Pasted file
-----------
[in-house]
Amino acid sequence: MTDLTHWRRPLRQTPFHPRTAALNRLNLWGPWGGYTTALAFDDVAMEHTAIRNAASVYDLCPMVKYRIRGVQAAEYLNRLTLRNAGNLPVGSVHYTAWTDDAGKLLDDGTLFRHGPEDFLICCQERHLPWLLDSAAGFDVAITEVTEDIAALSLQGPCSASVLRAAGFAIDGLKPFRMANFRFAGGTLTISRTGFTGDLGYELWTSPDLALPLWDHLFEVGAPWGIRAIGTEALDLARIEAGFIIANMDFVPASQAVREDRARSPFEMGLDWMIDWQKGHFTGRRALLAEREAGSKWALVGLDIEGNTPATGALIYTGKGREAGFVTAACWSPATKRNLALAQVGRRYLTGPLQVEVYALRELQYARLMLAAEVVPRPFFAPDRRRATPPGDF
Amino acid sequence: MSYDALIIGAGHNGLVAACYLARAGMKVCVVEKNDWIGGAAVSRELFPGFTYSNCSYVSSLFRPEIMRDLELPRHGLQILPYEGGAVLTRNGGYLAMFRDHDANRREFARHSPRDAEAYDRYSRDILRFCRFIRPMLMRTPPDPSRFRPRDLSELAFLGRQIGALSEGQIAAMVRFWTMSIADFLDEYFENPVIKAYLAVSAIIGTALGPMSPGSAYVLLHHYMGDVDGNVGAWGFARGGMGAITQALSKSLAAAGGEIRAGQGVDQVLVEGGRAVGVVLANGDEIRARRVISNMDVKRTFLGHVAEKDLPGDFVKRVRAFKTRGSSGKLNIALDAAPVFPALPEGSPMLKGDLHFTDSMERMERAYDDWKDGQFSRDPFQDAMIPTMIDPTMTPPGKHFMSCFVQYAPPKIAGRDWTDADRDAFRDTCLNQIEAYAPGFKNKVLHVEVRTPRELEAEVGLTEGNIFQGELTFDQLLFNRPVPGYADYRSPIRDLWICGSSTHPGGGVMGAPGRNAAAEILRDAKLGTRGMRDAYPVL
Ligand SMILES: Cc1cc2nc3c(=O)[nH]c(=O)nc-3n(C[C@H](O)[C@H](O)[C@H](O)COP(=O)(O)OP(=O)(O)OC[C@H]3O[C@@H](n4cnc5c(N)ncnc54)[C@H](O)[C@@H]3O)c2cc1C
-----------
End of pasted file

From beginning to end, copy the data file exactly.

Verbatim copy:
[in-house]
Amino acid sequence: MTDLTHWRRPLRQTPFHPRTAALNRLNLWGPWGGYTTALAFDDVAMEHTAIRNAASVYDLCPMVKYRIRGVQAAEYLNRLTLRNAGNLPVGSVHYTAWTDDAGKLLDDGTLFRHGPEDFLICCQERHLPWLLDSAAGFDVAITEVTEDIAALSLQGPCSASVLRAAGFAIDGLKPFRMANFRFAGGTLTISRTGFTGDLGYELWTSPDLALPLWDHLFEVGAPWGIRAIGTEALDLARIEAGFIIANMDFVPASQAVREDRARSPFEMGLDWMIDWQKGHFTGRRALLAEREAGSKWALVGLDIEGNTPATGALIYTGKGREAGFVTAACWSPATKRNLALAQVGRRYLTGPLQVEVYALRELQYARLMLAAEVVPRPFFAPDRRRATPPGDF
Amino acid sequence: MSYDALIIGAGHNGLVAACYLARAGMKVCVVEKNDWIGGAAVSRELFPGFTYSNCSYVSSLFRPEIMRDLELPRHGLQILPYEGGAVLTRNGGYLAMFRDHDANRREFARHSPRDAEAYDRYSRDILRFCRFIRPMLMRTPPDPSRFRPRDLSELAFLGRQIGALSEGQIAAMVRFWTMSIADFLDEYFENPVIKAYLAVSAIIGTALGPMSPGSAYVLLHHYMGDVDGNVGAWGFARGGMGAITQALSKSLAAAGGEIRAGQGVDQVLVEGGRAVGVVLANGDEIRARRVISNMDVKRTFLGHVAEKDLPGDFVKRVRAFKTRGSSGKLNIALDAAPVFPALPEGSPMLKGDLHFTDSMERMERAYDDWKDGQFSRDPFQDAMIPTMIDPTMTPPGKHFMSCFVQYAPPKIAGRDWTDADRDAFRDTCLNQIEAYAPGFKNKVLHVEVRTPRELEAEVGLTEGNIFQGELTFDQLLFNRPVPGYADYRSPIRDLWICGSSTHPGGGVMGAPGRNAAAEILRDAKLGTRGMRDAYPVL
Ligand SMILES: Cc1cc2nc3c(=O)[nH]c(=O)nc-3n(C[C@H](O)[C@H](O)[C@H](O)COP(=O)(O)OP(=O)(O)OC[C@H]3O[C@@H](n4cnc5c(N)ncnc54)[C@H](O)[C@@H]3O)c2cc1C